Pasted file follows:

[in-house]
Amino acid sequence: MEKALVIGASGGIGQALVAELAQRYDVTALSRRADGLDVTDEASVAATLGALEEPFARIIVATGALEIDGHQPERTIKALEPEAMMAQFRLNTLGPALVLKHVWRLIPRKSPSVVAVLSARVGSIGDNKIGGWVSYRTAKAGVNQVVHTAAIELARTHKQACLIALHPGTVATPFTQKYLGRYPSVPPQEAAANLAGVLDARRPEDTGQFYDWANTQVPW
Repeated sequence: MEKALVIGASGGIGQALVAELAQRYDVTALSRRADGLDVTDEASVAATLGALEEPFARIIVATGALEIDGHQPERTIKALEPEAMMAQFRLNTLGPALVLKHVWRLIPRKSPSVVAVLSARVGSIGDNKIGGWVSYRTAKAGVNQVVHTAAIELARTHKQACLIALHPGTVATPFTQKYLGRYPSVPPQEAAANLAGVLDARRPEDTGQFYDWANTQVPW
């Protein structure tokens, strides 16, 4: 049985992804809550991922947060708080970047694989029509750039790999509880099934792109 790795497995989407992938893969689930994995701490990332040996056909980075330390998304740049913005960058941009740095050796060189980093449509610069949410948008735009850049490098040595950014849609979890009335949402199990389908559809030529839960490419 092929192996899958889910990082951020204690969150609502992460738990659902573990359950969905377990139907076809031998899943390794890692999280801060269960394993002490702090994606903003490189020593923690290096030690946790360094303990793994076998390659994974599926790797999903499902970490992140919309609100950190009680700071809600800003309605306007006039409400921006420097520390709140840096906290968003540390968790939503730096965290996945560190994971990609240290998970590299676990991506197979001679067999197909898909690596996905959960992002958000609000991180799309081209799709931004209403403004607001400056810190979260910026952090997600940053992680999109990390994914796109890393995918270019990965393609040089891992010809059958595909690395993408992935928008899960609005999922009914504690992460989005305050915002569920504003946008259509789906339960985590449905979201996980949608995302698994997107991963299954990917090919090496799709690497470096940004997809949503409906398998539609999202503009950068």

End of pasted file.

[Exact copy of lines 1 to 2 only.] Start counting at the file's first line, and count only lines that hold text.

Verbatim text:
[in-house]
Amino acid sequence: MEKALVIGASGGIGQALVAELAQRYDVTALSRRADGLDVTDEASVAATLGALEEPFARIIVATGALEIDGHQPERTIKALEPEAMMAQFRLNTLGPALVLKHVWRLIPRKSPSVVAVLSARVGSIGDNKIGGWVSYRTAKAGVNQVVHTAAIELARTHKQACLIALHPGTVATPFTQKYLGRYPSVPPQEAAANLAGVLDARRPEDTGQFYDWANTQVPW